The University of Cincinnati Cancer Institute’s Lung Cancer Screening Program has been recognized by the Lung Cancer Alliance as one of 100 centers nationally for following best practices for screening residents who are at an increased risk for lung cancer.
It is the only local program to be recognized.
Additionally, the program—which officially began November 2012—just screened its 100th patient, reaching the milestone four months early before its one-year anniversary.
On July 29, the United States Preventative Services Task Force issued a draft recommendation giving its second-highest approval rating for CT screening for lung cancer for those at high risk, which the Cancer Institute’s Screening Program has been doing since 2012.
Sandra Starnes, MD, John B. Flege, Jr. Chair in Cardiothoracic Surgery and associate professor at UC, a UC Health thoracic surgeon and co-leader of the UC Cancer Institute Comprehensive Lung Cancer Center, along with John Morris, MD, says that individuals who have smoked a pack of cigarettes a day for more than 30 years and are over the age of 55 are considered at the highest risk.
"We use low radiation dose chest computed tomography, or CT, scans for screening, which is used to identify unrecognized disease in people who have no signs or symptoms in an attempt to intervene earlier when disease is generally more treatable,” she says.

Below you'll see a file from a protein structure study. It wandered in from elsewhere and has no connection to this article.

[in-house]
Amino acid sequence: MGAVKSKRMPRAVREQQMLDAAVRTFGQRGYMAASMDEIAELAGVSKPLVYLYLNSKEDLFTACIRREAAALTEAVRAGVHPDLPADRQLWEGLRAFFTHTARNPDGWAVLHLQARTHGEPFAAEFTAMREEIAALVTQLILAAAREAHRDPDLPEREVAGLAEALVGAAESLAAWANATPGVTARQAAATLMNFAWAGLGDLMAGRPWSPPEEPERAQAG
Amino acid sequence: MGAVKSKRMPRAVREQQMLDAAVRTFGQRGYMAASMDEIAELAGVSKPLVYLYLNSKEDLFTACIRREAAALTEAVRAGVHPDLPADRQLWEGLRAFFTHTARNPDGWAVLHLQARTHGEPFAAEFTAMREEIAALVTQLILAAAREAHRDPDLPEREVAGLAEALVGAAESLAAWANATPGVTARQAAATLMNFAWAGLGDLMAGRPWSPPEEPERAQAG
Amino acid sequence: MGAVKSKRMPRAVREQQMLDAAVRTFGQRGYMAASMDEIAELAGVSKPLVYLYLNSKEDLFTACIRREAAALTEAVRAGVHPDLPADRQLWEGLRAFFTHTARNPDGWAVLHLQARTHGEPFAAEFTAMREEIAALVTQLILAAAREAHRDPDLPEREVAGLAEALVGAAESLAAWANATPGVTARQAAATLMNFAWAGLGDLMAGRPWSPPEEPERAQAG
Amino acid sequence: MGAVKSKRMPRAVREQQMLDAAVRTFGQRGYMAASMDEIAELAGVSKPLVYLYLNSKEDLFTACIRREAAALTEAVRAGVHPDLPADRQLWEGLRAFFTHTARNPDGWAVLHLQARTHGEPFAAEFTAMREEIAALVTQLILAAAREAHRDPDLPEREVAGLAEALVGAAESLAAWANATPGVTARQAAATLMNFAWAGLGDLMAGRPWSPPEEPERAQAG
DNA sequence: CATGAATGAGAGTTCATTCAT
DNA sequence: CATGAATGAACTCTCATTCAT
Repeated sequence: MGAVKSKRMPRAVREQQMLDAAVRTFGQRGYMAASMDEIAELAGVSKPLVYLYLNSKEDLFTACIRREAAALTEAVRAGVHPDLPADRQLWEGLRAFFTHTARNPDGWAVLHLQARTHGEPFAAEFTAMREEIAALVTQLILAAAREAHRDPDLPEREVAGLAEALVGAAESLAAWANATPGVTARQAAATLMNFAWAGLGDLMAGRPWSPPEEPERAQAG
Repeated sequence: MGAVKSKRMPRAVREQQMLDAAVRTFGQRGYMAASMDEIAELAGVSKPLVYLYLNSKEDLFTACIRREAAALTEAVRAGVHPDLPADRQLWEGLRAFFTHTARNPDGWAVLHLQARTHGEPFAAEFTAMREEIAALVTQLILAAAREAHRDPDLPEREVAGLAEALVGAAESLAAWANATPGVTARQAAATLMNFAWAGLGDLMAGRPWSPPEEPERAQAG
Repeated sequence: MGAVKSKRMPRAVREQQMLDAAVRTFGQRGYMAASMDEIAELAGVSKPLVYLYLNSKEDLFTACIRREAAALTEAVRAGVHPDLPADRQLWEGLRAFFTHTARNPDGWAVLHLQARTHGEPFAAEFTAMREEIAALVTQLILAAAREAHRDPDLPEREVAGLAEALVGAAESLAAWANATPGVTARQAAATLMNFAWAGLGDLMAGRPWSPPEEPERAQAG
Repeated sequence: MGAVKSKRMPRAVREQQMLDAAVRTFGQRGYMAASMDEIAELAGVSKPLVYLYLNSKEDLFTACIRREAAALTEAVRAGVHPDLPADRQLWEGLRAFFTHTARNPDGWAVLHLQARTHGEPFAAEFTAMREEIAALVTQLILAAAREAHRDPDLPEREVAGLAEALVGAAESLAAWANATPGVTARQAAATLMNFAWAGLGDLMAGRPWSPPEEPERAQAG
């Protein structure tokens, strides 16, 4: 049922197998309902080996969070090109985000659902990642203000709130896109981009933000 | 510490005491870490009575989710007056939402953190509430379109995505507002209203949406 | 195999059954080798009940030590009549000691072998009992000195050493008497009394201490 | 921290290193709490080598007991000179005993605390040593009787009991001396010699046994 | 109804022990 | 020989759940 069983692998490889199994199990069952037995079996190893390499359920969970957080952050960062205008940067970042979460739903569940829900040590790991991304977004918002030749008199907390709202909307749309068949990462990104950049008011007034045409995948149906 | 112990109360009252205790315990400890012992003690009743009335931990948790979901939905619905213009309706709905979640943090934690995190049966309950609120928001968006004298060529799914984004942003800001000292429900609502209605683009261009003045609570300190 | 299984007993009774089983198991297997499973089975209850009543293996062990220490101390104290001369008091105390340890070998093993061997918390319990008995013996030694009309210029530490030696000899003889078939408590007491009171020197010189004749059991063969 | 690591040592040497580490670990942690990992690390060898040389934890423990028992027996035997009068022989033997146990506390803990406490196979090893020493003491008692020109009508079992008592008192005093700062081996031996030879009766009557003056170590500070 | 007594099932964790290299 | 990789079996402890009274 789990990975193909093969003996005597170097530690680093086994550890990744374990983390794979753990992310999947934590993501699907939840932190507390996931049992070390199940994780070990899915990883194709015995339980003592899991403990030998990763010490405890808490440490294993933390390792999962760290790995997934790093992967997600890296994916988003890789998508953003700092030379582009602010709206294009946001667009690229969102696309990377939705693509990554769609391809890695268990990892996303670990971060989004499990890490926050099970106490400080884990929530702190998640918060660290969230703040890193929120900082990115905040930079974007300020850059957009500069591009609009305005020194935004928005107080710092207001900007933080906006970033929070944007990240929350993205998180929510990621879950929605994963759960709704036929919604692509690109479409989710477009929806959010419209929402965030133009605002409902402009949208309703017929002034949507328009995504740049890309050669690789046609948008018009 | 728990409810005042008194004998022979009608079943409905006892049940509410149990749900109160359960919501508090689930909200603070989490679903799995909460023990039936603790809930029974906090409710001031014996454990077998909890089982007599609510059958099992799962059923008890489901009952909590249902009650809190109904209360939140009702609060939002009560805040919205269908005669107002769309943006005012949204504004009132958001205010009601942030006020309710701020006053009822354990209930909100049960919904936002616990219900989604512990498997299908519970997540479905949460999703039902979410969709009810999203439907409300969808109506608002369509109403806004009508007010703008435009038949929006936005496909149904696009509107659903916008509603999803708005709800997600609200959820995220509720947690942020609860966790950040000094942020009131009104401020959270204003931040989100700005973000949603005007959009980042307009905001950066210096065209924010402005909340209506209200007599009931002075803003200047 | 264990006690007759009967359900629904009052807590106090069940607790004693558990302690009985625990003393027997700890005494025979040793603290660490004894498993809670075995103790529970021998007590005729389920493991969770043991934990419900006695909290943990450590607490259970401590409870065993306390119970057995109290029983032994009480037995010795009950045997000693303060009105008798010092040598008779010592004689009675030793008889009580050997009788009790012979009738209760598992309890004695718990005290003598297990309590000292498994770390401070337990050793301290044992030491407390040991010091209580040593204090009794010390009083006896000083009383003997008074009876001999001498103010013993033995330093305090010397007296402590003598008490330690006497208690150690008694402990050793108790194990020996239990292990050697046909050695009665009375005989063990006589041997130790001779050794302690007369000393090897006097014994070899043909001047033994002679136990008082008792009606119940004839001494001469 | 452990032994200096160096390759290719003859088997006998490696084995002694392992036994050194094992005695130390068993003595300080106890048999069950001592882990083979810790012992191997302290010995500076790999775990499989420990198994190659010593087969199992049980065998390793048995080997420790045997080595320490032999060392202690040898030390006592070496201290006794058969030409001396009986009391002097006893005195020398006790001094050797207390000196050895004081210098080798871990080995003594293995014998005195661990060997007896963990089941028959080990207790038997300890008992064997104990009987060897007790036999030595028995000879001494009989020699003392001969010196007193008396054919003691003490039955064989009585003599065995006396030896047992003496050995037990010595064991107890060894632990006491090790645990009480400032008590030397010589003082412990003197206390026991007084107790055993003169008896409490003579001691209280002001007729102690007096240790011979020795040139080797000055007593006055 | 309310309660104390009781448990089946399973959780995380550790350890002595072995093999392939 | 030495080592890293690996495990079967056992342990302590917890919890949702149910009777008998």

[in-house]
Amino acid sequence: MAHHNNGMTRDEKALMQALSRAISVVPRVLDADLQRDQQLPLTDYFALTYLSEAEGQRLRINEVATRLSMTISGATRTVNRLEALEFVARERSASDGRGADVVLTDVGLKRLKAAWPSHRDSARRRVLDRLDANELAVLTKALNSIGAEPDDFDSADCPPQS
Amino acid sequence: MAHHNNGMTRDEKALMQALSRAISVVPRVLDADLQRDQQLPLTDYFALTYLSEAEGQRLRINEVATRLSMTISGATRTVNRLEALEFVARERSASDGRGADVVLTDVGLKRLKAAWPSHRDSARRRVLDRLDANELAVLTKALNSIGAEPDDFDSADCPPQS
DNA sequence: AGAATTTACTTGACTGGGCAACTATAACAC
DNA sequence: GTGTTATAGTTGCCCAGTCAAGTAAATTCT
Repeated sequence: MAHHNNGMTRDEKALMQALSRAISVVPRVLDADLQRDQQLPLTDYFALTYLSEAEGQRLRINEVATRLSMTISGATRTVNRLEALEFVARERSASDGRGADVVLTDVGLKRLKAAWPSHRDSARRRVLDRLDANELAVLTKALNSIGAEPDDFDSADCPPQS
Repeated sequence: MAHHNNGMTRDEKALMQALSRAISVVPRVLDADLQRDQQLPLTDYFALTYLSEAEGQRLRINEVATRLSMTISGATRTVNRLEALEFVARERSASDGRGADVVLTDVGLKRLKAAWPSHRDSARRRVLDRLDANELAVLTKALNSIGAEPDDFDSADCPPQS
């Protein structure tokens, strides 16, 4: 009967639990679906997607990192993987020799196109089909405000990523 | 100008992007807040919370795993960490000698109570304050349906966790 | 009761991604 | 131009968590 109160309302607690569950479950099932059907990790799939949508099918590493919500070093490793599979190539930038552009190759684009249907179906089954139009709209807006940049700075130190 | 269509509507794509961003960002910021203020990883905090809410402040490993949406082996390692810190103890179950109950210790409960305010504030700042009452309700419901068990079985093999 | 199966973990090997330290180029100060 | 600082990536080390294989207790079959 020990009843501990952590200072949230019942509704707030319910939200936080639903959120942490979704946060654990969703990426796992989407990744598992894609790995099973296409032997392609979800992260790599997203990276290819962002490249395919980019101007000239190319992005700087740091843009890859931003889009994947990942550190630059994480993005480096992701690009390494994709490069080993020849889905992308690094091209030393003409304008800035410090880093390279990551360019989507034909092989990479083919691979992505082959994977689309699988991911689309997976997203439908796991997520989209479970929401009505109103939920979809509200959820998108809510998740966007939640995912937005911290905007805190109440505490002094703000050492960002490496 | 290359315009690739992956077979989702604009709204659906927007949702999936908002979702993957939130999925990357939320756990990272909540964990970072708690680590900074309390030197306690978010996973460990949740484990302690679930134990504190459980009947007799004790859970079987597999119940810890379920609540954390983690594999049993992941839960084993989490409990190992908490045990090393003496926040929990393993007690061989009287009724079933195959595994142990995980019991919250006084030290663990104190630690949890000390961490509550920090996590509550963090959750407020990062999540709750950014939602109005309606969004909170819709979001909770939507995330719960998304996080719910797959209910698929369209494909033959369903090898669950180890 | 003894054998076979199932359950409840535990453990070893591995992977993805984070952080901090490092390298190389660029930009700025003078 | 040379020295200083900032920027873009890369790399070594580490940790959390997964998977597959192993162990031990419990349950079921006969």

Starnes adds that scans are performed under a strict clinical protocol that capitalizes on the expertise of the entire multidisciplinary UC Cancer Institute Lung Cancer Team to produce the most accurate results for patients.
In 2011, the National Cancer Institute published data supporting chest CT scans as an effective lung cancer screening tool for a high-risk patient population. The study showed that when heavy smokers were screened with low-radiation dose CT scans versus traditional chest X-rays, there was a 20 percent reduction in lung cancer-related deaths.
A separate UC-based trial evaluating chest CT scans in a population of 132 heavy smokers, which was published in 2011, also supported the imaging technique as a viable screening tool in a high-risk population.
"This allows lung cancer specialists to view the lungs one ‘slice’ at a time. Nodules that are too small to show up on a chest X-ray are more likely to be detected and specialists can more accurately follow up on concerning lesions,” Starnes says.
Starnes estimates that 90 percent of lung cancer diagnoses are made in current or former smokers. The Greater Cincinnati area has a lung cancer rate that is consistently higher than the general population, primarily due to our region’s high smoking rate.